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State budget proposals reflect economy: AK, CO, FL, MS, WY reviewed

January 11, 2018

States are beginning their next round of budget proposals, following last year’s cautious approach to budgeting. SSTI begins its review of the proposals this week, presenting findings on how states are funding elements of the innovation economy with a review of Alaska, Colorado, Florida and Wyoming state budgets. While Alaska and Wyoming continue to recover from budget shortfalls exacerbated by their dependence on the energy industry, Colorado and Florida both include initiatives to increase funding to higher education and Mississippi looks to join those state offering free tuition with a proposal for free community college through the creation of a Mississippi Works Scholars Program.

Alaska, Wyoming budgets highlight realities of dependence on the energy industry

Last March, SSTI reported  that energy dependent states are more prone to recessions than the nation overall and discussed how this plays out in battles over state budgets. In Alaska and Wyoming – two states where government services are heavily reliant on receipts from the energy sector – the FY 2019 budgets proposed by Alaska Gov. Bill Walker and Wyoming Gov. Matt Mead present two approaches to dealing with these issues.

In Alaska, Gov. Walker’s budget proposal voices frustration with the budgetary process. Facing a long-term structural budget deficit, the governor’s main proposal includes a significant decrease to the state’s Permanent Fund – which provides dividend payments from the state’s energy industry – to help address a roughly $2.5 billion budget gap.

In Wyoming, Gov. Mead’s proposed budget reduces funding to a variety of agencies, but requests nearly $40 million in new funding for projects that support technology-based economic development and industry diversification. SSTI covered this program, ENDOW, in detail last week.


Bouncing back from last year’s anticipated $500 million hole, Colorado is projecting a general fund increase of 2.6 percent for FY 2019. Gov. John Hickenlooper proposes to increase higher education spending by $86.9 million, including $33.2 million to offset tuition increases and $5.0 million for a new effort to increase the number of high-demand credentials available in the state. Other proposals include restoring the Colorado Energy Office ($3.1 million), which sunset last year, extending the state’s advanced industry export incentive by five years ($175,000), and providing state funding for two broadband access staff ($224,992), who had been funded by federal grants. 


In the final budget proposal of his administration, Florida Gov. Rick Scott’s FY 2019 Securing Florida’s Future Budget requests increased education funding, including support for K-12 public education ($21.4 billion in proposed total funding) and higher education ($3.7 billion total in combined proposed funding for Florida colleges and universities). At the K-12 level, Scott proposes $15 million in new funding for a coding and computer science program targeted at the state’s middle and high school students.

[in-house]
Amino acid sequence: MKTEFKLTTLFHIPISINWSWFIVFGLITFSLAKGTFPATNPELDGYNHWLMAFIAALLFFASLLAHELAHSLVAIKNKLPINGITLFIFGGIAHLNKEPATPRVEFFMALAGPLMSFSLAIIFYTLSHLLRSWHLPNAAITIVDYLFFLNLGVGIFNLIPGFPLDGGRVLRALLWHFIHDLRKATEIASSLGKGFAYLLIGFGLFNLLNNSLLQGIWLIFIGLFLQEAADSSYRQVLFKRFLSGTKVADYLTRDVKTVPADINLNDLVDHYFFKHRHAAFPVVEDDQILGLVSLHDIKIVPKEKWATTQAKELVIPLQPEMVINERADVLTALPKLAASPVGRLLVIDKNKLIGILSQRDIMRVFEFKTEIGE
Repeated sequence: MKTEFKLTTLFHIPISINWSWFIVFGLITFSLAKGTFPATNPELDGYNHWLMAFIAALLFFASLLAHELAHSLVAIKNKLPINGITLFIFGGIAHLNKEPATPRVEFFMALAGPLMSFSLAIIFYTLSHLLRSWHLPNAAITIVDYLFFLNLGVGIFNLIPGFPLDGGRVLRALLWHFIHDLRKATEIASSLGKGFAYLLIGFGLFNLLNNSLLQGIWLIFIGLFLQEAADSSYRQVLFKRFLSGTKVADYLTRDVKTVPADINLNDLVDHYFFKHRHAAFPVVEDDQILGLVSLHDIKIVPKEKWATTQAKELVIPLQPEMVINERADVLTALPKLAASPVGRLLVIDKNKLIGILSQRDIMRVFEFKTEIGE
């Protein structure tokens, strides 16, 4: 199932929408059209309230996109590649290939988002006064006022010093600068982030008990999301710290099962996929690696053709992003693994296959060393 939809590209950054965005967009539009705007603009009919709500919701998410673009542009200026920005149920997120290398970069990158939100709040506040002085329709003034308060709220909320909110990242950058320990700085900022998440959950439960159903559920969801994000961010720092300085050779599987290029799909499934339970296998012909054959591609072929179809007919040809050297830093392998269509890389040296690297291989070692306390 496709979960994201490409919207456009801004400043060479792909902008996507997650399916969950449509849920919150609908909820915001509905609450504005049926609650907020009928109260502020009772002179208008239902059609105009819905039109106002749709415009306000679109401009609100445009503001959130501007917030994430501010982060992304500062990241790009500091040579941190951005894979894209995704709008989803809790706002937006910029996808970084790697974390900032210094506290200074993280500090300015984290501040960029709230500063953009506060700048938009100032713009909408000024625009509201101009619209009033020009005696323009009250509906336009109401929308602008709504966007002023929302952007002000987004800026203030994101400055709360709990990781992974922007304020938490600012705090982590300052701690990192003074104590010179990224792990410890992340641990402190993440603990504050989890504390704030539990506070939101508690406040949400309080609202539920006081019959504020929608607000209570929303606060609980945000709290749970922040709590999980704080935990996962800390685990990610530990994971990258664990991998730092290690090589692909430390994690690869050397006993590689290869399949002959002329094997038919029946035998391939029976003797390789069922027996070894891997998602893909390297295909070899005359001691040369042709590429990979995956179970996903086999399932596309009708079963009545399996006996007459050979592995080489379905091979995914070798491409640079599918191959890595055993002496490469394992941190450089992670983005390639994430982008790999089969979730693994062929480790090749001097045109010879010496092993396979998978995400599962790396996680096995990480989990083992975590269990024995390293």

In an attempt to “make Florida the most military and veteran friendly state in the nation,” Scott proposes $1.75 million to support veterans looking to obtain employment or start their own businesses: This funding includes:

  • $1 million to assist Florida businesses in training and hiring veterans; and,
  • $750,000 to support universities offering veteran entrepreneur training to create or sustain veteran-owned businesses.


Mississippi Gov. Phil Bryant’s budget proposal for FY19 recommends the creation of the Mississippi Works Scholars Program – a new $7 million program to provide free community college for an unspecified number of Mississippians. If funded, the Mississippi Community College Board would work in conjunction with the State Workforce Investment Board and other Mississippi workforce and economic development entities to develop the program details and determine workforce areas of need.

Bryant also proposes $400,000 in funding for Innovate Mississippi – a public private partnership to support innovation and tech-based economic development for the state of Mississippi. This proposed commitment would mark a shift from last year’s proposal which proposed to cut all state funding for the effort. The state legislature, however, appropriated $500,000 for the continued support of Innovate Mississippi.

Alaska, Colorado, Florida, Mississippi, Wyomingstate budgets